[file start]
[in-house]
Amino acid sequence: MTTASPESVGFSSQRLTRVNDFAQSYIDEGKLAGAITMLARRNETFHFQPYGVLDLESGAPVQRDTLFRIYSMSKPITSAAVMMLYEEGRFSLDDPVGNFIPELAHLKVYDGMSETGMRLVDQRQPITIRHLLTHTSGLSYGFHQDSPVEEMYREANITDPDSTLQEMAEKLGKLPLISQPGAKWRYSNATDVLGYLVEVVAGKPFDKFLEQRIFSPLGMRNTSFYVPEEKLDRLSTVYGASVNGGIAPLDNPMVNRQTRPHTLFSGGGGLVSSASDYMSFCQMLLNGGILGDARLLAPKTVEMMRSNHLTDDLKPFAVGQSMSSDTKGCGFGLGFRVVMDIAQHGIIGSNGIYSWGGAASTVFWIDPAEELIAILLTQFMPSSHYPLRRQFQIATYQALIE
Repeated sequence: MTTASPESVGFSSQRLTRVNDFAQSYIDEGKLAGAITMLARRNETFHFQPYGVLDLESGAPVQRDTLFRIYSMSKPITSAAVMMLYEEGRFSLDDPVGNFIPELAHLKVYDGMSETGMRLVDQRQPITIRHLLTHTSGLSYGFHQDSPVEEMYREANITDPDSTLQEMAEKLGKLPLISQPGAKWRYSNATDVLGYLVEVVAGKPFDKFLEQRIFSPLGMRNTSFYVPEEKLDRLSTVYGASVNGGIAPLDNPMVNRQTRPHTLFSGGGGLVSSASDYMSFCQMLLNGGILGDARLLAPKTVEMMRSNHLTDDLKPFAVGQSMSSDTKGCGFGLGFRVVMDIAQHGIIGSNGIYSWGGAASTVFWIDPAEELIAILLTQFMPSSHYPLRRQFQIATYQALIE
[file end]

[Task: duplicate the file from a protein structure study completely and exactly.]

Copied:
[in-house]
Amino acid sequence: MTTASPESVGFSSQRLTRVNDFAQSYIDEGKLAGAITMLARRNETFHFQPYGVLDLESGAPVQRDTLFRIYSMSKPITSAAVMMLYEEGRFSLDDPVGNFIPELAHLKVYDGMSETGMRLVDQRQPITIRHLLTHTSGLSYGFHQDSPVEEMYREANITDPDSTLQEMAEKLGKLPLISQPGAKWRYSNATDVLGYLVEVVAGKPFDKFLEQRIFSPLGMRNTSFYVPEEKLDRLSTVYGASVNGGIAPLDNPMVNRQTRPHTLFSGGGGLVSSASDYMSFCQMLLNGGILGDARLLAPKTVEMMRSNHLTDDLKPFAVGQSMSSDTKGCGFGLGFRVVMDIAQHGIIGSNGIYSWGGAASTVFWIDPAEELIAILLTQFMPSSHYPLRRQFQIATYQALIE
Repeated sequence: MTTASPESVGFSSQRLTRVNDFAQSYIDEGKLAGAITMLARRNETFHFQPYGVLDLESGAPVQRDTLFRIYSMSKPITSAAVMMLYEEGRFSLDDPVGNFIPELAHLKVYDGMSETGMRLVDQRQPITIRHLLTHTSGLSYGFHQDSPVEEMYREANITDPDSTLQEMAEKLGKLPLISQPGAKWRYSNATDVLGYLVEVVAGKPFDKFLEQRIFSPLGMRNTSFYVPEEKLDRLSTVYGASVNGGIAPLDNPMVNRQTRPHTLFSGGGGLVSSASDYMSFCQMLLNGGILGDARLLAPKTVEMMRSNHLTDDLKPFAVGQSMSSDTKGCGFGLGFRVVMDIAQHGIIGSNGIYSWGGAASTVFWIDPAEELIAILLTQFMPSSHYPLRRQFQIATYQALIE